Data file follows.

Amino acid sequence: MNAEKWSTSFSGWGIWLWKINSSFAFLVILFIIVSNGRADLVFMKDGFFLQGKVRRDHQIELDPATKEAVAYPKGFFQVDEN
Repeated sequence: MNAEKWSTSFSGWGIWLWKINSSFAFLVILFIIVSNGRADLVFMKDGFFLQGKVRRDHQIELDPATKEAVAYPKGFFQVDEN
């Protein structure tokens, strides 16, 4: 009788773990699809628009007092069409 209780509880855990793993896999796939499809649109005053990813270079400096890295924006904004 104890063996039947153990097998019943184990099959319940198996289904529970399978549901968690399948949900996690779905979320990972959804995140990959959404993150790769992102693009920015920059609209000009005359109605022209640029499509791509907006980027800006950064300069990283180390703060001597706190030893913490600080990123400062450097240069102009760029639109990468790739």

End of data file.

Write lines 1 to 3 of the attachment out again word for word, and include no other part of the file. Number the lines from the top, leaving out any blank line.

Amino acid sequence: MNAEKWSTSFSGWGIWLWKINSSFAFLVILFIIVSNGRADLVFMKDGFFLQGKVRRDHQIELDPATKEAVAYPKGFFQVDEN
Repeated sequence: MNAEKWSTSFSGWGIWLWKINSSFAFLVILFIIVSNGRADLVFMKDGFFLQGKVRRDHQIELDPATKEAVAYPKGFFQVDEN
């Protein structure tokens, strides 16, 4: 009788773990699809628009007092069409 209780509880855990793993896999796939499809649109005053990813270079400096890295924006904004 104890063996039947153990097998019943184990099959319940198996289904529970399978549901968690399948949900996690779905979320990972959804995140990959959404993150790769992102693009920015920059609209000009005359109605022209640029499509791509907006980027800006950064300069990283180390703060001597706190030893913490600080990123400062450097240069102009760029639109990468790739």